Microsoft could see its earnings rise in future quarters thanks to a strong corporate PC refresh cycle, according to a new analyst report.
“We believe Microsoft has been unfairly grouped into so-called PC tech bellwethers that are currently facing growth challenges in the post-PC area,” Yun Kim, an analyst with Gleacher & Co., wrote in a Dec. 6 research note, “in which portable devices and new form factors are displacing traditional PCs.”
Despite those challenges, the note continued, Microsoft is taking advantage of a “strong corporate PC refresh cycle” and “overall positive trends in the enterprise IT spending environment.” Business IT spending continues to provide Microsoft with an advantage perhaps denied some of its tech peers.
“Despite slowing consumer PC demand, Microsoft was able to post 10 percent revenue growth in its Windows business in the past quarter, driven by the corporate PC refresh cycle,” Kim wrote. “We expect the corporate PC refresh cycle to continue to accelerate in 1H of CY11 (2HFY11) as corporations begin to allocate budgets for Windows 7 roll-out.”
Increased sales in Microsoft’s Servers & Tools segment, as well as its Xbox Kinect hands-free game controller, are also contributors to Kim’s rosy outlook: “We highlight that with continued success of its Xbox platform, Microsoft has the ability to expand the console into an interactive TV platform, much like Apple TV and Google TV.”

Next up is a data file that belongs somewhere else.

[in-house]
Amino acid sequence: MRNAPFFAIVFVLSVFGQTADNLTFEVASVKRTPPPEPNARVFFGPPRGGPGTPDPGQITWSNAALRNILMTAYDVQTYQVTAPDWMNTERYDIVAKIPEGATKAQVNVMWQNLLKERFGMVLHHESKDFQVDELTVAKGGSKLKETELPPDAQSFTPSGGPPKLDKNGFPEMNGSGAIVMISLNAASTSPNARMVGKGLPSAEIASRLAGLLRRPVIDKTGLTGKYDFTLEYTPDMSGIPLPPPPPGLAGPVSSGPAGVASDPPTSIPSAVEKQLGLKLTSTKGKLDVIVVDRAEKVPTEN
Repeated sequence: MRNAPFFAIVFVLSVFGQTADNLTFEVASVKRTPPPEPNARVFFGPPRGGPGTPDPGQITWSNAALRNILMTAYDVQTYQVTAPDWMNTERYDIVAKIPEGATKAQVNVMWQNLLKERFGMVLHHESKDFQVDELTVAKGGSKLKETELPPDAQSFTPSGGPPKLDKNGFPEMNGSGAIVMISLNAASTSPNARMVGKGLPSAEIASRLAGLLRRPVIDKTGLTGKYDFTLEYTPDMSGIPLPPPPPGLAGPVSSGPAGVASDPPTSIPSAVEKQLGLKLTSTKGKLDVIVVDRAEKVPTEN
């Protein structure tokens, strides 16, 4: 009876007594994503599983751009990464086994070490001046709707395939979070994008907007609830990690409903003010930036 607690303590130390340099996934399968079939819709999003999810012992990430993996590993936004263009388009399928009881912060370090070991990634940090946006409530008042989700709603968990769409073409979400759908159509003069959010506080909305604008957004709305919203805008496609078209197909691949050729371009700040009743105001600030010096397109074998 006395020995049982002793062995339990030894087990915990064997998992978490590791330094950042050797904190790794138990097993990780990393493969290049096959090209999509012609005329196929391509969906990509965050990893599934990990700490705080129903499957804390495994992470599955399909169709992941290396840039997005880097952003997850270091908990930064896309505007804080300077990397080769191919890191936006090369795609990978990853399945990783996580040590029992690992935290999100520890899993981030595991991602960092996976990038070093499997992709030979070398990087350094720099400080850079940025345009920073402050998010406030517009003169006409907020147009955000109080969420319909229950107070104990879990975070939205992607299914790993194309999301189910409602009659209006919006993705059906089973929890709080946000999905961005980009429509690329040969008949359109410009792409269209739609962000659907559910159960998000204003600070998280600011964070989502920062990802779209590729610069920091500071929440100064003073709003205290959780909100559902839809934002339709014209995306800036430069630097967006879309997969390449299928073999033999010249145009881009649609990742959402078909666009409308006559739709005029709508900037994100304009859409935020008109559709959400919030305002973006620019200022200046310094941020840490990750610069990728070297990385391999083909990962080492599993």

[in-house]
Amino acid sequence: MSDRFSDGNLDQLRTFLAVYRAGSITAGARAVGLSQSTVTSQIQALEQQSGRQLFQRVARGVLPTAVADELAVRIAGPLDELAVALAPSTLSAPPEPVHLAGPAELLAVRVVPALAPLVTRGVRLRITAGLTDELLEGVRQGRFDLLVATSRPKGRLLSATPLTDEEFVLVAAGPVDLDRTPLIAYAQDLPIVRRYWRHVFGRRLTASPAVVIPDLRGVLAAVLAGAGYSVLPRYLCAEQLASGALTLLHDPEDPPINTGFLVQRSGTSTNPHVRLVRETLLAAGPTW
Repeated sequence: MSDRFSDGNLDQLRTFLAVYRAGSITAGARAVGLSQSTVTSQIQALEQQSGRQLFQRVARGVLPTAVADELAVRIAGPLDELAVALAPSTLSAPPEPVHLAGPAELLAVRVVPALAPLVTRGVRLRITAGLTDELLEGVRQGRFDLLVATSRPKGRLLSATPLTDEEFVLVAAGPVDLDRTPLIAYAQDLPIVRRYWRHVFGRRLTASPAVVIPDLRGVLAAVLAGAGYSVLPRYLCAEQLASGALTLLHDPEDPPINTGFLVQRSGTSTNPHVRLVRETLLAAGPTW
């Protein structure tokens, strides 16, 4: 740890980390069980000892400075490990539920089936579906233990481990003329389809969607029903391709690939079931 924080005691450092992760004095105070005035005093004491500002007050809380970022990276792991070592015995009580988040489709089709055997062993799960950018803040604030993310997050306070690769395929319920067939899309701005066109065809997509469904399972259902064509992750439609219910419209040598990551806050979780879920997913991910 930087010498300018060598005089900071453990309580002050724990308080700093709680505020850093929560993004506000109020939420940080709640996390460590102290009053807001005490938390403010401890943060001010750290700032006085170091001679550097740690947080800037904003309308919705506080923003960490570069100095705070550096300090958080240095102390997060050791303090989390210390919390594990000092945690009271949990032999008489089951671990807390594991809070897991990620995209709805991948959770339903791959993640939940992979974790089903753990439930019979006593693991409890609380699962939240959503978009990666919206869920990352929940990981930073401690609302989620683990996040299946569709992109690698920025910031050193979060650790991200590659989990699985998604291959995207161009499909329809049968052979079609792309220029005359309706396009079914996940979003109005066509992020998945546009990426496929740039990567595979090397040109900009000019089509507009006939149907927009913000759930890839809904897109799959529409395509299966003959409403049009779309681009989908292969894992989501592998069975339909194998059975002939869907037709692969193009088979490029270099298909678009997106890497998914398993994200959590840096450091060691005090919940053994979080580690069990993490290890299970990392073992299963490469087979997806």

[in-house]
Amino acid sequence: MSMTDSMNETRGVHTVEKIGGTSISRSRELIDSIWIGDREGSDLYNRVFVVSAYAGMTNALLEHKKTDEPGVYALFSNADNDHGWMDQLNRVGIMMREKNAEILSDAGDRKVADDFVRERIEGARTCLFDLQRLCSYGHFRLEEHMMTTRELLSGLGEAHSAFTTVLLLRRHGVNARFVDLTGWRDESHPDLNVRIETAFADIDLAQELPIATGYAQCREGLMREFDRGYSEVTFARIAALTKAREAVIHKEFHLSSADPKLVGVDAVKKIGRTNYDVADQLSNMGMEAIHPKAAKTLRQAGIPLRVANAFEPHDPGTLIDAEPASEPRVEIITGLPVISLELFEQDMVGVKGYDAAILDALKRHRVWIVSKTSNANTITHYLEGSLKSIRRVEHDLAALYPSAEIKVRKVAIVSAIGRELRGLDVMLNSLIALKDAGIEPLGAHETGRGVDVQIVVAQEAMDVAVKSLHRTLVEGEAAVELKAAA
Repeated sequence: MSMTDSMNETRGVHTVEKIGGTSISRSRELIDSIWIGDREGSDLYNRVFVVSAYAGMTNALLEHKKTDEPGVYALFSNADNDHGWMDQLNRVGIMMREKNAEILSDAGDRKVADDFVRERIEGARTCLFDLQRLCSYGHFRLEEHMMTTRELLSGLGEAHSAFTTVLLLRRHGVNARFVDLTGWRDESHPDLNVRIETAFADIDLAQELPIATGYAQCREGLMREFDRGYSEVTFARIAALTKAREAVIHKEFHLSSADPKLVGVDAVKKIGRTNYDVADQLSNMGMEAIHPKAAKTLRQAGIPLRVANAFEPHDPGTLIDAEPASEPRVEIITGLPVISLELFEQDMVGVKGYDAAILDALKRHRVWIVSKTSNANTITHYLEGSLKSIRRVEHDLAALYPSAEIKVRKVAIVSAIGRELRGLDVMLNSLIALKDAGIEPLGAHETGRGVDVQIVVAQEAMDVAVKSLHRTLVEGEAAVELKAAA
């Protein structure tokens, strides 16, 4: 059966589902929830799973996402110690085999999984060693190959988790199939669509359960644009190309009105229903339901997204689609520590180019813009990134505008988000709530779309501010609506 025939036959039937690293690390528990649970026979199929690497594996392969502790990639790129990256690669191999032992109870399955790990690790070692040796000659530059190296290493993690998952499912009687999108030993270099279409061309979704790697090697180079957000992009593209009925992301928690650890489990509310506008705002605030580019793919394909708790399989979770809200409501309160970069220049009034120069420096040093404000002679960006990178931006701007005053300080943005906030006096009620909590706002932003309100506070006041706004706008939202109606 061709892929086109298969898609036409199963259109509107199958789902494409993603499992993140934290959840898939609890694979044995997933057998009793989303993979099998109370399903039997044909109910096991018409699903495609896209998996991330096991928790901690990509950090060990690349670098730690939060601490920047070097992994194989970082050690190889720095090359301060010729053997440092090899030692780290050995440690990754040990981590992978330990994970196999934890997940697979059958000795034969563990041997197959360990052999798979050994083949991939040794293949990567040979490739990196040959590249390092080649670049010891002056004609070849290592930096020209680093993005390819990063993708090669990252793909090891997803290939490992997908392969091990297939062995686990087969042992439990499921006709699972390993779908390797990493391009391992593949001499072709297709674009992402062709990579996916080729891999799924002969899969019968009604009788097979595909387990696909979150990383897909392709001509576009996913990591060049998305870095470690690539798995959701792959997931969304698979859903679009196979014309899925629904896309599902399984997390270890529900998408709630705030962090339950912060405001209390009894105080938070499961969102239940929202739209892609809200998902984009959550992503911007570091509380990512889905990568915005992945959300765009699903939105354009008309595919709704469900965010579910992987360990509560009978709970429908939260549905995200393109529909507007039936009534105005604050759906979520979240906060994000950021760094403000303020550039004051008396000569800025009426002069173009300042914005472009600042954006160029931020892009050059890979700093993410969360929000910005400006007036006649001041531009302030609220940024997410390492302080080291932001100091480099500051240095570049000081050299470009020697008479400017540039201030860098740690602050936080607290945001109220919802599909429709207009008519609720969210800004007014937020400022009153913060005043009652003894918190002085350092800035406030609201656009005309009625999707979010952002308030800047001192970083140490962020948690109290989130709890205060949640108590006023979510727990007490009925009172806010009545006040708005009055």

Whether Microsoft can succeed with its newly launched Windows Phone 7, however, remains a larger question-one particularly pressing for the company, considering its need to regain market-share in the smartphone space. “With the recent success of Google’s Android in the smartphone market,” Kim added, “we believe there is a chance that Microsoft’s efforts in this market could prove to be successful if it becomes quickly commoditized or the low-end of the market grows fast enough and large enough.”
Other analysts seem to agree that Windows 7 will help boost corporate spending through the next several quarters.
“It looks like the Win7 inspired upgrade cycle can start in late 2010 and run through early 2013,” Katherine Egbert, an analyst with Jefferies & Co., wrote in an October research note. “We expect new hardware purchases to precede the software upgrades by about 6 months.”
During the recent global recession, many businesses curtailed IT spending and made do with aging equipment. As Windows 7 approached its October 2009 street date, analysts wondered whether businesses would use the release to engage in a broad-based hardware and software refresh. Indications suggest businesses are indeed in an IT-spending mood, but the true scope probably won’t be known for several quarters in the future.
In the meantime, Microsoft has been pouring millions of dollars into the development and marketing of products such as Windows Phone 7 and Office 365, hoping to expand its market-share in areas ranging from smartphones to cloud-based applications.